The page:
Not mine, not yours, but ours: Penasco Upper Llano acequias

The house on 17 irrigated acres from the Acequia de San Juan Nepomoseno del Llano. Water rights since 1789 (photograph by Taos Properties).

Forty-four years ago, in 1967, I traveled to New Mexico from Amarillo, Texas.  It was my third and most memorable trip for I dreamed for days about colors and pottery and adobe and silver.  I would lie down, fall asleep and pass into a dream world of silver and blue skies — northern New Mexico.  It was not all pleasant because I became ill from eating different Native American and Mexican foods, but that never deterred me from returning again and again and again.

Aside from digestive and dreaming events, I vividly remember a man plowing his field with horses near Mora, the unpaved streets about the Taos plaza and the narrow strips of farm land that bordered rivers and irrigation ditches.  The narrow strips of irrigated land not only reflected a precise lay of the land by survey crews, but also reflected a community, a meshing of farmers.  What was there about those fertile strips that drew me in?    In later anthropological field trips, I took my students by the Pecos River irrigated plots along State Highway 3 that ran from Interstate 40 to Interstate 25 between Santa Rosa and the Pecos Pueblo.  (Click to see Google map of the Pecos River plots.)

The system of irrigation is called acequia, referring both to the irrigation ditch and the association of members organized around it.

I have never owned land in New Mexico, but if I did I would buy a parcel of land that had water rights to an acequia, a system that stretches back in time to Native American communities before the arrival of the Spanish who adopted the local customs of water rights (riparian rights).  Having land that possesses an acequia, one automatically gains entry into a community that cleans, rebuilds and nourishes the ditches and, further, is granted rights to meet in a democratic association to discuss apportioning water and policies affecting owners that border the irrigation ditch.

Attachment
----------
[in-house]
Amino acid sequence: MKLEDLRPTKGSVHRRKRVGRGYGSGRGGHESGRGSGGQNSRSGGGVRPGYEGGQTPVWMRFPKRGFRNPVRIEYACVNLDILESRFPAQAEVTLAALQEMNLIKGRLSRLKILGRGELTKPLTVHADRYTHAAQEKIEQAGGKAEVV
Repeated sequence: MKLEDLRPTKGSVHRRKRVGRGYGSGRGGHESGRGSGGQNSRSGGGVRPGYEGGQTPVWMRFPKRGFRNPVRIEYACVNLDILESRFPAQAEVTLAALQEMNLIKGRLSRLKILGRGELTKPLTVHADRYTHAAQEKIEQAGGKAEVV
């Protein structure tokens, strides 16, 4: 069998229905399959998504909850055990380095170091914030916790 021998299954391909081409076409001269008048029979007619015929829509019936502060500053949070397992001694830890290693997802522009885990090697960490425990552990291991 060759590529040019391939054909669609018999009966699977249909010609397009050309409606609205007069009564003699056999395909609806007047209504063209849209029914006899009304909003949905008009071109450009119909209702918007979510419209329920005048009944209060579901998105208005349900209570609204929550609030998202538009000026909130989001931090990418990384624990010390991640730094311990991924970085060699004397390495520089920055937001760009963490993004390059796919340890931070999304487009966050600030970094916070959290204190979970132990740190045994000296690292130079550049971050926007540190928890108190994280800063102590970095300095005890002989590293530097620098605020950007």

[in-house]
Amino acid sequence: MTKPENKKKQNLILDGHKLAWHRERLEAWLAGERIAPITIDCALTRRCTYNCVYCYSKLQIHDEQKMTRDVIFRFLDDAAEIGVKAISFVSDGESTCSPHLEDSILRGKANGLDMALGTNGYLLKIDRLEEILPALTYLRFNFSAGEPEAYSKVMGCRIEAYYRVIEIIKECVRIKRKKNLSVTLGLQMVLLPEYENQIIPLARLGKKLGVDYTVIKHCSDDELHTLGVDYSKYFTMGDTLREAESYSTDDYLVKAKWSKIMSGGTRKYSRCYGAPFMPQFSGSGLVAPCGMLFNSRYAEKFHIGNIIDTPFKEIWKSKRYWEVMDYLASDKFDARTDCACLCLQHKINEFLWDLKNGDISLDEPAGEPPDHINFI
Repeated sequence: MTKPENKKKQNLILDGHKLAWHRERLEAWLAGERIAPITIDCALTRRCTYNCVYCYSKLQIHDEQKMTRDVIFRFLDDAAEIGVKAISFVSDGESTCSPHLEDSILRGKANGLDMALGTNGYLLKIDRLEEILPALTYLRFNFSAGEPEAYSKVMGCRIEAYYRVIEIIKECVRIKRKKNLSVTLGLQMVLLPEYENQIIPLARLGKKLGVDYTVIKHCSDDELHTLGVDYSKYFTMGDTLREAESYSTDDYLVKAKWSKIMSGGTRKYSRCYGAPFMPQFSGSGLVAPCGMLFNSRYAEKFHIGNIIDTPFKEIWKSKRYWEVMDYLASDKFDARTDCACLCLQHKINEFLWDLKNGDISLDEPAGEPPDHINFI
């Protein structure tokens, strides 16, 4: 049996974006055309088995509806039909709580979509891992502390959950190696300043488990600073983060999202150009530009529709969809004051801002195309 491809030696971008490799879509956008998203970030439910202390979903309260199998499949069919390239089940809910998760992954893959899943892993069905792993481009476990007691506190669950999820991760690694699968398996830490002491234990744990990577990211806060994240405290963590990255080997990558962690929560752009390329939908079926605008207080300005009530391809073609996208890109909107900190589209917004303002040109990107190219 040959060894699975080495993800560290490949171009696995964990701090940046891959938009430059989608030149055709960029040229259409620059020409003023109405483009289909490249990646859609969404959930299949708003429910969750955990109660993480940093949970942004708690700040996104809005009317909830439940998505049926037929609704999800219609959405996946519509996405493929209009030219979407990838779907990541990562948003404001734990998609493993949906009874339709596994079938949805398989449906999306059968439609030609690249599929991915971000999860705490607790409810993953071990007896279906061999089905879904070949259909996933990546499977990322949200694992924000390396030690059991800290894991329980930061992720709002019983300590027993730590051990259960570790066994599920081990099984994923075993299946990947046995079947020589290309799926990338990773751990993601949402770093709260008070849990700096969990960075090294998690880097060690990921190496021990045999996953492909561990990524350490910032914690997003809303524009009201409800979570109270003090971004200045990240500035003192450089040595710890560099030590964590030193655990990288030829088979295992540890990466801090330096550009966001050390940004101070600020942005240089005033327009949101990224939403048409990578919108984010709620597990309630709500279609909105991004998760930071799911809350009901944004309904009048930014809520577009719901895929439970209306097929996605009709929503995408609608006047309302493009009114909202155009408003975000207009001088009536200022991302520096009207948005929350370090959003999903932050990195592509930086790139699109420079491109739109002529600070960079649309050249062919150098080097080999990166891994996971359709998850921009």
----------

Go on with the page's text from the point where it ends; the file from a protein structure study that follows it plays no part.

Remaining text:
Several weeks ago, I came across a piece of property near Penasco that if I could sell my ranchito, I would buy and move my horses and equipment post haste to Penasco Upper Llano.  See the following Google map:  This is the map-image of the Penasco Upper Llano property and other strips of community property.

This particular piece of property with the adobe house pictured above is located in the high country between Taos and Santa Fe and can produce 700 bales of hay a year.  The water rights go back to 1789, the year that the United States inaugurated its first president, George Washington.  The surveyor’s plat looks like this:


Stanley Crawford in his work, Mayordomo: Chronicle of an Acequia in Northern New Mexico (1988), writes of the acequia culture that I admire:

There are few other civic institutions left in this country in which members have as much control over an important aspect of their lives; relatively autonomous, in theory democratic, the thousand acequias form a cultural web of almost microscopic strands and filaments that have held a culture and landscape in place for hundreds of years….

Ditch-cleanings are all very much the same, and in this they often feel more like ritual than work.  The crew varies from year to year: a couple of old men don’t turn up each year, a couple of boys barely able to handle a shovel, fifteen- and sixteen-year-olds, take their places; the weather is better or worse than some vague notion of what is usual, mayordomos come and go and some are responsible and fair, others vindictive, punitive, almost military, others are lazy and heedless of the needs of the ditch; and the crew can be a good-natured, hard-working creature, or sullen and complaining and evasive, qualities perhaps dictated by the amount of pride or fear circulating through the hearts of both those in charge and those doing the actual digging….